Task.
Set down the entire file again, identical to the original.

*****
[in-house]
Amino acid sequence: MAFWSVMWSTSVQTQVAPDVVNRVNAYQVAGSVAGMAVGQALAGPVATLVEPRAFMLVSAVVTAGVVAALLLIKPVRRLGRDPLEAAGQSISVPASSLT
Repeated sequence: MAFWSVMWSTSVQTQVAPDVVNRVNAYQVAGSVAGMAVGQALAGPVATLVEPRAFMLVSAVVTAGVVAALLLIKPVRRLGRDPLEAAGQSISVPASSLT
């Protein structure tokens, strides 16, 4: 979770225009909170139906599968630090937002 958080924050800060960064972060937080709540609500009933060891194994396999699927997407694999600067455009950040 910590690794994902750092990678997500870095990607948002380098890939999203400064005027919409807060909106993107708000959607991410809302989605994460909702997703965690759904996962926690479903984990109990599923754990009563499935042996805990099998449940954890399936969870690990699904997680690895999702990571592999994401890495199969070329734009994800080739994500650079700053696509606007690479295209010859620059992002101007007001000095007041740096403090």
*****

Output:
[in-house]
Amino acid sequence: MAFWSVMWSTSVQTQVAPDVVNRVNAYQVAGSVAGMAVGQALAGPVATLVEPRAFMLVSAVVTAGVVAALLLIKPVRRLGRDPLEAAGQSISVPASSLT
Repeated sequence: MAFWSVMWSTSVQTQVAPDVVNRVNAYQVAGSVAGMAVGQALAGPVATLVEPRAFMLVSAVVTAGVVAALLLIKPVRRLGRDPLEAAGQSISVPASSLT
């Protein structure tokens, strides 16, 4: 979770225009909170139906599968630090937002 958080924050800060960064972060937080709540609500009933060891194994396999699927997407694999600067455009950040 910590690794994902750092990678997500870095990607948002380098890939999203400064005027919409807060909106993107708000959607991410809302989605994460909702997703965690759904996962926690479903984990109990599923754990009563499935042996805990099998449940954890399936969870690990699904997680690895999702990571592999994401890495199969070329734009994800080739994500650079700053696509606007690479295209010859620059992002101007007001000095007041740096403090």